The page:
Goin’ Home

Writer(s): William Arms Fisher
Adapted from: New World Symphony by Dvorak

This version is from a US Treasury-sponsored “Guest Star” radio show in
December, 1948 promoting the sale of US Savings Bonds.

Frank speaks: Wherever we may be along about this time of year, our hearts become sentimental pilgrims and head for home. Because home is where we all discover that Christmas is one time of the year when we don’t have to be wealthy to be rich. Some of us remember Christmas as the time when Dad gave us our first gold watch. Others remember it as the time when a charity organization delivered a Christmas basket to the doorstep before dawn, so the neighbors wouldn’t see and Mother wouldn’t be embarrassed. But whether the hearth that cheered your family was a fireplace of marble or a kitchen stove of cast iron, you’ll remember that your home was the richest place on earth, warmed by the richest spirit on earth, the spirit of Christmas. And that’s why I’ve chosen this next song to sing as a Christmas song. It’s not a carol, it’s just a beautiful pathway of friendly and understanding music up which our hearts may travel as they make their Yuletide pilgrimage goin’ home.

Frank sings:
Goin’ home, goin’ home
I’m a’goin’ home
Quiet-like, some still day
I’m a’goin’ home
It’s not far, just close by
Through an open door
Work all done, care laid by
Goin’ta fear no more
Mother’s there, ‘spectin’ me
Father’s waitin’, too
Lots of folks gathered there
All the friends I knew

Frank speaks: One of the most precious gifts we have throughout the year is one we often forget, the precious gift of freedom. Freedom to work, to play, to worship as we please. Freedom to decided how we’ll handle our own future, ’cause we can make our future and that of our families a secure one though saving. We can buy Savings Bonds to take care of that new home or an education for our kids. No one says we hafta buy ’em, we wanna buy ’em, ’cause they’re not only an investment in our own future, they’re an investment in the finest country in the world. So let me urge you sincerely, as we look toward a new year, to plan for making it a secure year, for the regular purchase of US Savings Bonds. So long, everybody, and Merry Christmas.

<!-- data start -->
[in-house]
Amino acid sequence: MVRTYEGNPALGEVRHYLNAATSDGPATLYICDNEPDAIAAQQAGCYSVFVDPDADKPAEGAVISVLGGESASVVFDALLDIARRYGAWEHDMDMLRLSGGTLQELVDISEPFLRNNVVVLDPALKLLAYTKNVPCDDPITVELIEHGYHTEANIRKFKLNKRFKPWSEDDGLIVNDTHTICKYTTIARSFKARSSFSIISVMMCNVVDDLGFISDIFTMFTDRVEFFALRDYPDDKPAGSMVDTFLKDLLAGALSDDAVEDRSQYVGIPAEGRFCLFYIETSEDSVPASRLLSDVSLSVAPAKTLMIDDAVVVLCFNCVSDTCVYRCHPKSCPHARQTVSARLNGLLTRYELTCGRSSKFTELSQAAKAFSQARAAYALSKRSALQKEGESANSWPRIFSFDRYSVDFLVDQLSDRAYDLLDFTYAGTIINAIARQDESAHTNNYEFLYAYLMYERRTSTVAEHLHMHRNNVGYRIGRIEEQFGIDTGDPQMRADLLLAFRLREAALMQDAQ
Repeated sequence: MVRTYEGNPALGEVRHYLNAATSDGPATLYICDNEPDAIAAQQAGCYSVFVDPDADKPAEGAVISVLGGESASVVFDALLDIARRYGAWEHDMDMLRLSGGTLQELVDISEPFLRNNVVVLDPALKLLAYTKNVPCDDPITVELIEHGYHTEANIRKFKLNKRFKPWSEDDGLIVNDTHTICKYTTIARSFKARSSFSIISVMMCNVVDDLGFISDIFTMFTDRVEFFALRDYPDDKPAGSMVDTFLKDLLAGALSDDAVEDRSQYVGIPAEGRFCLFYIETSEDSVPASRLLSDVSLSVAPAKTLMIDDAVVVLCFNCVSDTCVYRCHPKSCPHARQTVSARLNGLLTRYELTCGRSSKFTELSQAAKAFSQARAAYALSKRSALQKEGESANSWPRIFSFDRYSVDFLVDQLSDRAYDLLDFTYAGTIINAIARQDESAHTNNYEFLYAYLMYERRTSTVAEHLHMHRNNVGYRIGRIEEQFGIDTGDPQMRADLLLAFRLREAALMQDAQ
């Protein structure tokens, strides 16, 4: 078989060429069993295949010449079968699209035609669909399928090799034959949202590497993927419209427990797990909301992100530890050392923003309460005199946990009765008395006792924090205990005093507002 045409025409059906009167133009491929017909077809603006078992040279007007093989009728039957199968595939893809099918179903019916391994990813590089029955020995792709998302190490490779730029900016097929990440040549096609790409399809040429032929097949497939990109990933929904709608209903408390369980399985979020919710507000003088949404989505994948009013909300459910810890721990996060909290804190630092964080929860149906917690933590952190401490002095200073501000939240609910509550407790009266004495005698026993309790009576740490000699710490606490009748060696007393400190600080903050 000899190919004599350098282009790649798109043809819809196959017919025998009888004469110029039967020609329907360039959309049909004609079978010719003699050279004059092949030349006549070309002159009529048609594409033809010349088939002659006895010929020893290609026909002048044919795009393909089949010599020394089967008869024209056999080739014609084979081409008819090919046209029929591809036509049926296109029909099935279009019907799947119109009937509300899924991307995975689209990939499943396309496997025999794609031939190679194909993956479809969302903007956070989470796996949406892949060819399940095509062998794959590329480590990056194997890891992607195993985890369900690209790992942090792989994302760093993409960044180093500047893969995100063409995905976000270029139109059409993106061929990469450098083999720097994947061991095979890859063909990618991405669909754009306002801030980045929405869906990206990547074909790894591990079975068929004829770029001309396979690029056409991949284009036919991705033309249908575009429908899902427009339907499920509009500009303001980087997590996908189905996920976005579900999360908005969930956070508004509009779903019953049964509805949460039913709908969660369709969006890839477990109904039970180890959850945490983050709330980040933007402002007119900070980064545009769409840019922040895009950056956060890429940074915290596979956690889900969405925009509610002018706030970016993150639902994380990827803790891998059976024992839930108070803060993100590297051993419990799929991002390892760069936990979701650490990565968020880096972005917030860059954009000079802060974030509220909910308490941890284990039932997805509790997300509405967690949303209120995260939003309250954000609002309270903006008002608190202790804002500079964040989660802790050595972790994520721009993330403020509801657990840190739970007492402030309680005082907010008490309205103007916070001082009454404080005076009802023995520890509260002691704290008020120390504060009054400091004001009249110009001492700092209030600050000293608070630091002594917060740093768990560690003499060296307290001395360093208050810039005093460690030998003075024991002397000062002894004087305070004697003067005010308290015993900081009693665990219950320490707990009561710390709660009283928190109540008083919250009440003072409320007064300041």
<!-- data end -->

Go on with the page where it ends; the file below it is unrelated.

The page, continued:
NOTE: This is an interesting unique take on this tune. Classical composer Anton Dvorak, while visiting the United States in the early 1800’s, heard what was considered to be a “Negro spiritual” that stuck with him when he returned to Europe. He liked it so much that he made it part of his “New World Symphony.” On all other versions I’ve ever heard, including one by Paul Robeson, it is treated as a spiritual in the manner of “Swing Low Sweet Chariot.” The lyrics clearly suggest a weak and weary slave looking forward to death as the only possible relief from his bondage. Frank’s is the first I’ve heard to treat it as a “Christmas song.”

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